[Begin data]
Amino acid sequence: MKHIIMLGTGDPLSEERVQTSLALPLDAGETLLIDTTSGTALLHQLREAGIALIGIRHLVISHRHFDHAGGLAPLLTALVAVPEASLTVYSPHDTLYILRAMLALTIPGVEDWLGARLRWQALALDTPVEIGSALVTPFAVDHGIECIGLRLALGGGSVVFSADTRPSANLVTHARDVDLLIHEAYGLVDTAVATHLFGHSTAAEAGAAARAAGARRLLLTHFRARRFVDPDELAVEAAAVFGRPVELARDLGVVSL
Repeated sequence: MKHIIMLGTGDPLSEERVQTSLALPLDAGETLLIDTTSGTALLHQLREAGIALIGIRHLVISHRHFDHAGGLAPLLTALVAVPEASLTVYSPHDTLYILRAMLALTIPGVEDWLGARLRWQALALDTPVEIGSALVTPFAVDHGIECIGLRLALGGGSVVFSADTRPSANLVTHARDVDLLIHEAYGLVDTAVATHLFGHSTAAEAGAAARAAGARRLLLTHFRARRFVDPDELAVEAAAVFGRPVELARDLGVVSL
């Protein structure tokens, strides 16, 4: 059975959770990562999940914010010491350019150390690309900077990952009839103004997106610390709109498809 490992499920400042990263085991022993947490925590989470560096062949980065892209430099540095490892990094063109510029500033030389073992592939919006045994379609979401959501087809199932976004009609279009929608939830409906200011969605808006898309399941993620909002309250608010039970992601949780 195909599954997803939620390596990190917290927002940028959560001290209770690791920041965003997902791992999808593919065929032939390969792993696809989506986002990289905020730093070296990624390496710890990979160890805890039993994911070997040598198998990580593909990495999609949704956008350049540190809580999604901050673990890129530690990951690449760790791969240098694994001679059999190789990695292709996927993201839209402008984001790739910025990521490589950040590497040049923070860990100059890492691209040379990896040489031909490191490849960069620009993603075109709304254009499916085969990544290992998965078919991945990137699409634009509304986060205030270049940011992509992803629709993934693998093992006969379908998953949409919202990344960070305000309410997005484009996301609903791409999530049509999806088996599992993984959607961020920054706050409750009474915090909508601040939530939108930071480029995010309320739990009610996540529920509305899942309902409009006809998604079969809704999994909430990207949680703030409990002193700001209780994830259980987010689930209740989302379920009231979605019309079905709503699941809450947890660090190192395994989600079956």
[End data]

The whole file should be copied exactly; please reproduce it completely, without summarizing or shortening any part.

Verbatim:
Amino acid sequence: MKHIIMLGTGDPLSEERVQTSLALPLDAGETLLIDTTSGTALLHQLREAGIALIGIRHLVISHRHFDHAGGLAPLLTALVAVPEASLTVYSPHDTLYILRAMLALTIPGVEDWLGARLRWQALALDTPVEIGSALVTPFAVDHGIECIGLRLALGGGSVVFSADTRPSANLVTHARDVDLLIHEAYGLVDTAVATHLFGHSTAAEAGAAARAAGARRLLLTHFRARRFVDPDELAVEAAAVFGRPVELARDLGVVSL
Repeated sequence: MKHIIMLGTGDPLSEERVQTSLALPLDAGETLLIDTTSGTALLHQLREAGIALIGIRHLVISHRHFDHAGGLAPLLTALVAVPEASLTVYSPHDTLYILRAMLALTIPGVEDWLGARLRWQALALDTPVEIGSALVTPFAVDHGIECIGLRLALGGGSVVFSADTRPSANLVTHARDVDLLIHEAYGLVDTAVATHLFGHSTAAEAGAAARAAGARRLLLTHFRARRFVDPDELAVEAAAVFGRPVELARDLGVVSL
């Protein structure tokens, strides 16, 4: 059975959770990562999940914010010491350019150390690309900077990952009839103004997106610390709109498809 490992499920400042990263085991022993947490925590989470560096062949980065892209430099540095490892990094063109510029500033030389073992592939919006045994379609979401959501087809199932976004009609279009929608939830409906200011969605808006898309399941993620909002309250608010039970992601949780 195909599954997803939620390596990190917290927002940028959560001290209770690791920041965003997902791992999808593919065929032939390969792993696809989506986002990289905020730093070296990624390496710890990979160890805890039993994911070997040598198998990580593909990495999609949704956008350049540190809580999604901050673990890129530690990951690449760790791969240098694994001679059999190789990695292709996927993201839209402008984001790739910025990521490589950040590497040049923070860990100059890492691209040379990896040489031909490191490849960069620009993603075109709304254009499916085969990544290992998965078919991945990137699409634009509304986060205030270049940011992509992803629709993934693998093992006969379908998953949409919202990344960070305000309410997005484009996301609903791409999530049509999806088996599992993984959607961020920054706050409750009474915090909508601040939530939108930071480029995010309320739990009610996540529920509305899942309902409009006809998604079969809704999994909430990207949680703030409990002193700001209780994830259980987010689930209740989302379920009231979605019309079905709503699941809450947890660090190192395994989600079956």